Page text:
In the same setting, when it appeared that his ministry was on a sharp decline and that his part in the play was coming to an end, he responded with, “He must increase and I must decrease.” Not the usual response to watching your life’s dreams go up in smoke.

And at another time, when it looked like he was losing his grip concerning Christ and His actual place in the whole salvatory scheme of things, Christ said that others may be fickle “reeds swayed by the wind,” but NOT the this prophet, he was rock-steady in face of whatever (Matt. 11:7ff).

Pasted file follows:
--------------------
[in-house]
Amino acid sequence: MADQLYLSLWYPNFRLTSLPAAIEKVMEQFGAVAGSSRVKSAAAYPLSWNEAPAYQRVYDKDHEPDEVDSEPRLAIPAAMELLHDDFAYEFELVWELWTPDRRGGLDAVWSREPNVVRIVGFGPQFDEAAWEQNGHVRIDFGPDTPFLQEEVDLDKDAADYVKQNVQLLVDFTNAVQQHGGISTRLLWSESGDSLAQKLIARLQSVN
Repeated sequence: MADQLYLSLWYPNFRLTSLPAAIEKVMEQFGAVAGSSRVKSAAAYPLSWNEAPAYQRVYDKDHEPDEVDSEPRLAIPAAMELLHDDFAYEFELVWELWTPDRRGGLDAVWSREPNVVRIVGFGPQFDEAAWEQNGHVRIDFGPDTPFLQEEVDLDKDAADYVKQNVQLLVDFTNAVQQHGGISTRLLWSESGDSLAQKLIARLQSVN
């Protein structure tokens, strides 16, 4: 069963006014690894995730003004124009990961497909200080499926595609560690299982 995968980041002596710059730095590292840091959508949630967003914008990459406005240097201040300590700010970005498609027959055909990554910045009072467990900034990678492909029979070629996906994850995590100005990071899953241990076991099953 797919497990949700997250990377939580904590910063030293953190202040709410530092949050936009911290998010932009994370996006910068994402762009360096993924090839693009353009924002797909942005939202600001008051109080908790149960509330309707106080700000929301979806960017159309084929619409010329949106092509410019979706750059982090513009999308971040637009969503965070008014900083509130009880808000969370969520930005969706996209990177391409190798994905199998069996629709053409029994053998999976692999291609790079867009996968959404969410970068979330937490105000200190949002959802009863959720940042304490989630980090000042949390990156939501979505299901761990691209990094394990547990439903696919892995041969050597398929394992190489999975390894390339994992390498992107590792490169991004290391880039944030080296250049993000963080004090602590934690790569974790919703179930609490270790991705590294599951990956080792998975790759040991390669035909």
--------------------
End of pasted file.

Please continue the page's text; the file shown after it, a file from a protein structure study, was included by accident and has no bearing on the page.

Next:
Of whom do we speak? You probably know the answer by now, or at least I hope you do: The man, the prophet, the Messianic forerunner that we speak of, is none other than John the Baptizer.

Of him, Malachi, God’s final Word of the OT, said simply: I will send my messenger who will prepare the way for You (Mal. 3).

He leaves us with a life of moral uprightness and zero compromise. In our age he stands out as a refreshing man who actually stood for something, a man worthy of our study and emulation.

A Real Yule "Log" to Deal With

Another of those earlier Christmas Posts:

In Matt. 7:3-5 Christ expresses these sentiments:

“Why do you look at the speck that is in your brother’s eye, but do not notice the log that is in your own eye?“Or how can you say to your brother, ‘Let me take the speck out of your eye,’ and behold, the log is in your own eye?“You hypocrite, first take the log out of your own eye, and then you will see clearly to take the speck out of your brother’s eye. Matthew 7.3–5 NAS95